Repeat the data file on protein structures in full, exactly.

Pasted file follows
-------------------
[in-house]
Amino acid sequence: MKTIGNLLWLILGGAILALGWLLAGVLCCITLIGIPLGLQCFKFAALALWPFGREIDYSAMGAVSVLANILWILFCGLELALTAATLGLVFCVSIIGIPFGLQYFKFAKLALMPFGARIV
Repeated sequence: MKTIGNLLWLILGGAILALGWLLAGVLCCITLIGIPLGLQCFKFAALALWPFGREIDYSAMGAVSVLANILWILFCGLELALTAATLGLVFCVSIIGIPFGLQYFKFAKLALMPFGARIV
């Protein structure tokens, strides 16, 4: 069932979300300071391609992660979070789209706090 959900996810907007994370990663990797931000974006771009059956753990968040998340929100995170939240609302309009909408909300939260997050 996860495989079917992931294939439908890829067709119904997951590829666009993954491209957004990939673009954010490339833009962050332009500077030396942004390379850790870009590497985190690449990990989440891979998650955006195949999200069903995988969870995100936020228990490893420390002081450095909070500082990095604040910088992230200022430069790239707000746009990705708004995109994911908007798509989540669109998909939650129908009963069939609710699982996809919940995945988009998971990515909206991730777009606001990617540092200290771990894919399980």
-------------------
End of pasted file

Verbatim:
[in-house]
Amino acid sequence: MKTIGNLLWLILGGAILALGWLLAGVLCCITLIGIPLGLQCFKFAALALWPFGREIDYSAMGAVSVLANILWILFCGLELALTAATLGLVFCVSIIGIPFGLQYFKFAKLALMPFGARIV
Repeated sequence: MKTIGNLLWLILGGAILALGWLLAGVLCCITLIGIPLGLQCFKFAALALWPFGREIDYSAMGAVSVLANILWILFCGLELALTAATLGLVFCVSIIGIPFGLQYFKFAKLALMPFGARIV
């Protein structure tokens, strides 16, 4: 069932979300300071391609992660979070789209706090 959900996810907007994370990663990797931000974006771009059956753990968040998340929100995170939240609302309009909408909300939260997050 996860495989079917992931294939439908890829067709119904997951590829666009993954491209957004990939673009954010490339833009962050332009500077030396942004390379850790870009590497985190690449990990989440891979998650955006195949999200069903995988969870995100936020228990490893420390002081450095909070500082990095604040910088992230200022430069790239707000746009990705708004995109994911908007798509989540669109998909939650129908009963069939609710699982996809919940995945988009998971990515909206991730777009606001990617540092200290771990894919399980």